China is goading…daring us to war. The recent UN sanctions, a clever acquiescence by the Chinese, is meaningless. Who is going to enforce it? By allowing it to pass, the Chinese can continue to falsely claim that they are doing their part. Ha.
    The Chinese wouldn’t mind us destroying North Korea at the expense of shattering South Korea. China can easily fill the power vacuum in North Korea and have more say in what would be left of South Korea. We are war weary and fractured and the Chinese know it.

  45. alaric says:

    This is an information operation that is designed to scare and possibly destabilize North Korea. It is also likely designed to take heat off of the Donald, which is to say that the neocon and “liberal” interventionist destabilization effort of the US President has distinctly negative ramifications for the entire globe.
    Donald is a showman and a BS artist. While i expect provocative language and actions from him i doubt he will actually go to war. The guy warned the Russians of his strike on that base in the middle of nowhere in Syria. Do you really think he is going to start a rather destructive war on the border of China and Russia which also threatens major shipping lanes, South Korea, Japan, the US and which see a nuclear strike on US soil?

  46. Seward says:

    According to Wikipedia, China considers the Korean War Armistice still in effect. Consequently, China might give the U.S. pause at least, if it publicly announced that it would regard any military attack on North Korea as a violation of the Armistice, and would defend North Korea against foreign occupation by a hostile power the same way it did in October 1950. While China cannot IMHO prevent any nuclear attack on North Korea, it likely is strong enough to repel any ground attack on North Korea somewhere, at least by the narrow waist. A public announcement like that might buy some time to let cooler heads prevail, before we launch armageddon.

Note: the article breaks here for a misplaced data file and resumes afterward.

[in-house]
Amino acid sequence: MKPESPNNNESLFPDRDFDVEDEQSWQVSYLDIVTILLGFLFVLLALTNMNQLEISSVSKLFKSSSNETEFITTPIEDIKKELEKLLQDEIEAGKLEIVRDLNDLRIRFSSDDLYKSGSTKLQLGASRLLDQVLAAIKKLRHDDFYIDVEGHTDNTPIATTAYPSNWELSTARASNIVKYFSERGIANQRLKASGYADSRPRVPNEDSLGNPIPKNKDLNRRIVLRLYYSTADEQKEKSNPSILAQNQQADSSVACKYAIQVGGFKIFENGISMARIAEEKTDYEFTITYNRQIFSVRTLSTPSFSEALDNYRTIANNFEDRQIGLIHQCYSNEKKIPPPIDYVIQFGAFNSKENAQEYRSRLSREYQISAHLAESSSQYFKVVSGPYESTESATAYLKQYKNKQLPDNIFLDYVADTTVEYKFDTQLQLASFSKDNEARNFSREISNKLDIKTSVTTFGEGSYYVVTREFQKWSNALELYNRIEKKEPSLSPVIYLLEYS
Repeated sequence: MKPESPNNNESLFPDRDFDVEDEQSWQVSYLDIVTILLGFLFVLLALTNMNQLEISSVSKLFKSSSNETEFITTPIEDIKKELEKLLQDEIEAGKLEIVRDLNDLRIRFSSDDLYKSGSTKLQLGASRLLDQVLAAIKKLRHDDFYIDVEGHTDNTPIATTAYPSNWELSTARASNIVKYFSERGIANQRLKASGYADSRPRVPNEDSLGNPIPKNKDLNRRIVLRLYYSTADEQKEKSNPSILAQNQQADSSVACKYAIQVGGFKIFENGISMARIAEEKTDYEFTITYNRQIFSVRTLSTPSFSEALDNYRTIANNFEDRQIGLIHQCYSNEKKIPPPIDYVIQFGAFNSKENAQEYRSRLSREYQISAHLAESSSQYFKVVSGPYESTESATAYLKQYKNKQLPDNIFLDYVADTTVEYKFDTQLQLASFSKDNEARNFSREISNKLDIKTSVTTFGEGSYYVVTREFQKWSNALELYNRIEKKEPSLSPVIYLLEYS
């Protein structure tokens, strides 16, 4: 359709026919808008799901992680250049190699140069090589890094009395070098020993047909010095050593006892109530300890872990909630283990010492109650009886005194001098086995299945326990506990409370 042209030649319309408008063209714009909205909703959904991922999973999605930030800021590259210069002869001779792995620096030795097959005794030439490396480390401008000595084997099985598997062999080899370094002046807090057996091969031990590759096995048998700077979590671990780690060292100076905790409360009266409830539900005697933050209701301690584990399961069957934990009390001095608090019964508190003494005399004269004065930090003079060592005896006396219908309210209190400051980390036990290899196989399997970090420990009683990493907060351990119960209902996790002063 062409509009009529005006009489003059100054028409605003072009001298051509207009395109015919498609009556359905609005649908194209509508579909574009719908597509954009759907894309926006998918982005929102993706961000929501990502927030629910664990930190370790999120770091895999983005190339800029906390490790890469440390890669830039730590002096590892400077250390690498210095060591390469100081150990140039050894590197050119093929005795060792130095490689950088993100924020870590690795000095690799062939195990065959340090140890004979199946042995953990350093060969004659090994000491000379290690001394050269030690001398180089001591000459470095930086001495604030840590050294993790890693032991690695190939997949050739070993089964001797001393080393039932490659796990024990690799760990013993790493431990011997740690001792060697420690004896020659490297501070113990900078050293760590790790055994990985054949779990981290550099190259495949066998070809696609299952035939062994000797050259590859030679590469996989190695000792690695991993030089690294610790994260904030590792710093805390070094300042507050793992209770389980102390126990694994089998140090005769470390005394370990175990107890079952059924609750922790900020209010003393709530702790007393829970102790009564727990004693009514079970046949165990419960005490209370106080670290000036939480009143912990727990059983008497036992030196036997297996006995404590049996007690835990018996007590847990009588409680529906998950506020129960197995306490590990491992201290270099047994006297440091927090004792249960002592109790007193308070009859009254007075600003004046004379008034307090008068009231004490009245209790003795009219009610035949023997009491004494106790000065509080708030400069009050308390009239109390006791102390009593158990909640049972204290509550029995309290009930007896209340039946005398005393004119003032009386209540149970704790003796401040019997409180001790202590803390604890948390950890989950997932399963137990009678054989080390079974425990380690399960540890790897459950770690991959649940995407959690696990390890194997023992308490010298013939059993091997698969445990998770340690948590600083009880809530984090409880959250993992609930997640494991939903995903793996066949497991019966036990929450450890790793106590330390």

47. Stephanie says:

    Only in this case we will have to rely on the military men to rein in the president.
    Any day now I expect Trump to start rambling on about NK’s threat to our precious bodily fluids.

  48. b says:

    1. The DPRK had 5 successful nuclear tests
    2. We have good guestimates how much nuclear material (Plutonium, Uranium) the DPRK has. It is enough for 40-50 pits, some of which could be of hydrogen bomb type.
    3. DPRK has not only missiles but the capability to develop and build these in serial productions. That makes a big difference compared to, for example, Saudi Arabia.
    4. The number of nuclear capable missiles (intermediate or intercontinental range) is likely adequate for the number of pits they have. Non-nuclear missiles beyond short-range are probably in the low hundreds.
    a. Established DPRK missiles (many derived from SCUDs) are VERY reliable. Those that have blown up recently were all part of new developments. It is totally normal that these are unreliable (see U.S. development programs). Each blow up gives DPRK more data and the ability to correct mistakes.
    b. The two ICBMs DPRK successfully tested had both the capability to reach nearly all of the continental U.S. with a nominal payload in the nuclear weight range.
    c. The “burn up” of the reentry cap that one Japanese video showed was no different from the normal burn up we have observed in videos of Russian missiles. A reentry cap is SUPPOSED to burn up to protect what is behind it. Moreover: The ICBM tests were both made at high trajectories which puts more stress (temperature) on the reentry vehicle than a normal trajectory.
    d. Accuracy of DPRK missiles is UNKNOWN. But as you say – it is pretty much irrelevant when it comes to nukes.